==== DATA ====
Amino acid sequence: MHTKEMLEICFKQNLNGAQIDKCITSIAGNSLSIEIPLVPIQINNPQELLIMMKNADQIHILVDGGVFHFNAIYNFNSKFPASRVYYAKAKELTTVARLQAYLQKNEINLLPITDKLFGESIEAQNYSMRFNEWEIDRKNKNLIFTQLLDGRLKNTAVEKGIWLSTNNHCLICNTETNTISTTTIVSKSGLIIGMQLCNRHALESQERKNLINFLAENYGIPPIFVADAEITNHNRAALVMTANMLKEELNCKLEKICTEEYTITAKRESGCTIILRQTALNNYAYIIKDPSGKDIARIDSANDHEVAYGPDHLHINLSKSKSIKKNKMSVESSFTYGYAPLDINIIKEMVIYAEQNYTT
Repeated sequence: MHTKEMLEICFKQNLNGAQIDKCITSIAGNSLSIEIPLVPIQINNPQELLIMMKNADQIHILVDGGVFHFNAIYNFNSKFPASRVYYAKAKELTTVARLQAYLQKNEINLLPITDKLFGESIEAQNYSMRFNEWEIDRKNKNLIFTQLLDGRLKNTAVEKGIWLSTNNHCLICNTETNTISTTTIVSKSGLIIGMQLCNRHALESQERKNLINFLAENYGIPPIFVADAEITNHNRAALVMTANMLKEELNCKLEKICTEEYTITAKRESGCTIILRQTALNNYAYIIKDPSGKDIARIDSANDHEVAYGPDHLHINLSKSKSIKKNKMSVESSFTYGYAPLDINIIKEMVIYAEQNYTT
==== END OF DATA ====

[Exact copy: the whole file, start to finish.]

Amino acid sequence: MHTKEMLEICFKQNLNGAQIDKCITSIAGNSLSIEIPLVPIQINNPQELLIMMKNADQIHILVDGGVFHFNAIYNFNSKFPASRVYYAKAKELTTVARLQAYLQKNEINLLPITDKLFGESIEAQNYSMRFNEWEIDRKNKNLIFTQLLDGRLKNTAVEKGIWLSTNNHCLICNTETNTISTTTIVSKSGLIIGMQLCNRHALESQERKNLINFLAENYGIPPIFVADAEITNHNRAALVMTANMLKEELNCKLEKICTEEYTITAKRESGCTIILRQTALNNYAYIIKDPSGKDIARIDSANDHEVAYGPDHLHINLSKSKSIKKNKMSVESSFTYGYAPLDINIIKEMVIYAEQNYTT
Repeated sequence: MHTKEMLEICFKQNLNGAQIDKCITSIAGNSLSIEIPLVPIQINNPQELLIMMKNADQIHILVDGGVFHFNAIYNFNSKFPASRVYYAKAKELTTVARLQAYLQKNEINLLPITDKLFGESIEAQNYSMRFNEWEIDRKNKNLIFTQLLDGRLKNTAVEKGIWLSTNNHCLICNTETNTISTTTIVSKSGLIIGMQLCNRHALESQERKNLINFLAENYGIPPIFVADAEITNHNRAALVMTANMLKEELNCKLEKICTEEYTITAKRESGCTIILRQTALNNYAYIIKDPSGKDIARIDSANDHEVAYGPDHLHINLSKSKSIKKNKMSVESSFTYGYAPLDINIIKEMVIYAEQNYTT